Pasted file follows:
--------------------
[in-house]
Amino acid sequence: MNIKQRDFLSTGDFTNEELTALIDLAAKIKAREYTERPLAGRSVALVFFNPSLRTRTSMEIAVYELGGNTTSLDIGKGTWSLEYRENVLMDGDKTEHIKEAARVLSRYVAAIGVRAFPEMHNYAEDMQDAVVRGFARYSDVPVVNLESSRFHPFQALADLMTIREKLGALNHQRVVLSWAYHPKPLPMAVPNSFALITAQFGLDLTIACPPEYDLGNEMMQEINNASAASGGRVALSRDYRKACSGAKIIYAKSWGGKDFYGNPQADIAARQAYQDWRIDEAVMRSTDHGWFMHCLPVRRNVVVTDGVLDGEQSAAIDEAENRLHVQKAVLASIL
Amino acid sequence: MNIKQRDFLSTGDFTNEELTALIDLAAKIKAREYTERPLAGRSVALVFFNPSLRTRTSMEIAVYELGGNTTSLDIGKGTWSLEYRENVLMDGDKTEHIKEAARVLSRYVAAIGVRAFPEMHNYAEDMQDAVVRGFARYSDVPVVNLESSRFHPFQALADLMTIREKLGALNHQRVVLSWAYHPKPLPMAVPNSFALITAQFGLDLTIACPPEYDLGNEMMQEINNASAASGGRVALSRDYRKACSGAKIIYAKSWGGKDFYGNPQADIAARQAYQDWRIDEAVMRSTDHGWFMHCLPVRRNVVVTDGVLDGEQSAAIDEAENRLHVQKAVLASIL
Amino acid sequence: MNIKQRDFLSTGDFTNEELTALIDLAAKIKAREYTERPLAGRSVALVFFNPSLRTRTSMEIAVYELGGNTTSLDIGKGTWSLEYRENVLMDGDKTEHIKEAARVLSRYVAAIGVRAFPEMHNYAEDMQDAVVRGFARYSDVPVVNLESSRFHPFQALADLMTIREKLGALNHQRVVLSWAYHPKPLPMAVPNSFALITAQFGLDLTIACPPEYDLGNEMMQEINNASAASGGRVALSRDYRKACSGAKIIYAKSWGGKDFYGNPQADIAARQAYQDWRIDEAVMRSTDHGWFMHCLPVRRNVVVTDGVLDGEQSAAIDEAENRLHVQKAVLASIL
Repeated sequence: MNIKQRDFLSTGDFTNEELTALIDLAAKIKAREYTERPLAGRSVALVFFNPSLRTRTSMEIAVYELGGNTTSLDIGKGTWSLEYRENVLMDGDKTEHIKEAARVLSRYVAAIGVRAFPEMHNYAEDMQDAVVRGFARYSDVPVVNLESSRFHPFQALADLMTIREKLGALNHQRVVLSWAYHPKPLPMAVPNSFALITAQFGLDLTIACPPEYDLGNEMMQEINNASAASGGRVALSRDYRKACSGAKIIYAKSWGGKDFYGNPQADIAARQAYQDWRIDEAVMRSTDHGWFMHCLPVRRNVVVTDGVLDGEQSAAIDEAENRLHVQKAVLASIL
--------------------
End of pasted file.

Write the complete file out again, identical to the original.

[in-house]
Amino acid sequence: MNIKQRDFLSTGDFTNEELTALIDLAAKIKAREYTERPLAGRSVALVFFNPSLRTRTSMEIAVYELGGNTTSLDIGKGTWSLEYRENVLMDGDKTEHIKEAARVLSRYVAAIGVRAFPEMHNYAEDMQDAVVRGFARYSDVPVVNLESSRFHPFQALADLMTIREKLGALNHQRVVLSWAYHPKPLPMAVPNSFALITAQFGLDLTIACPPEYDLGNEMMQEINNASAASGGRVALSRDYRKACSGAKIIYAKSWGGKDFYGNPQADIAARQAYQDWRIDEAVMRSTDHGWFMHCLPVRRNVVVTDGVLDGEQSAAIDEAENRLHVQKAVLASIL
Amino acid sequence: MNIKQRDFLSTGDFTNEELTALIDLAAKIKAREYTERPLAGRSVALVFFNPSLRTRTSMEIAVYELGGNTTSLDIGKGTWSLEYRENVLMDGDKTEHIKEAARVLSRYVAAIGVRAFPEMHNYAEDMQDAVVRGFARYSDVPVVNLESSRFHPFQALADLMTIREKLGALNHQRVVLSWAYHPKPLPMAVPNSFALITAQFGLDLTIACPPEYDLGNEMMQEINNASAASGGRVALSRDYRKACSGAKIIYAKSWGGKDFYGNPQADIAARQAYQDWRIDEAVMRSTDHGWFMHCLPVRRNVVVTDGVLDGEQSAAIDEAENRLHVQKAVLASIL
Amino acid sequence: MNIKQRDFLSTGDFTNEELTALIDLAAKIKAREYTERPLAGRSVALVFFNPSLRTRTSMEIAVYELGGNTTSLDIGKGTWSLEYRENVLMDGDKTEHIKEAARVLSRYVAAIGVRAFPEMHNYAEDMQDAVVRGFARYSDVPVVNLESSRFHPFQALADLMTIREKLGALNHQRVVLSWAYHPKPLPMAVPNSFALITAQFGLDLTIACPPEYDLGNEMMQEINNASAASGGRVALSRDYRKACSGAKIIYAKSWGGKDFYGNPQADIAARQAYQDWRIDEAVMRSTDHGWFMHCLPVRRNVVVTDGVLDGEQSAAIDEAENRLHVQKAVLASIL
Repeated sequence: MNIKQRDFLSTGDFTNEELTALIDLAAKIKAREYTERPLAGRSVALVFFNPSLRTRTSMEIAVYELGGNTTSLDIGKGTWSLEYRENVLMDGDKTEHIKEAARVLSRYVAAIGVRAFPEMHNYAEDMQDAVVRGFARYSDVPVVNLESSRFHPFQALADLMTIREKLGALNHQRVVLSWAYHPKPLPMAVPNSFALITAQFGLDLTIACPPEYDLGNEMMQEINNASAASGGRVALSRDYRKACSGAKIIYAKSWGGKDFYGNPQADIAARQAYQDWRIDEAVMRSTDHGWFMHCLPVRRNVVVTDGVLDGEQSAAIDEAENRLHVQKAVLASIL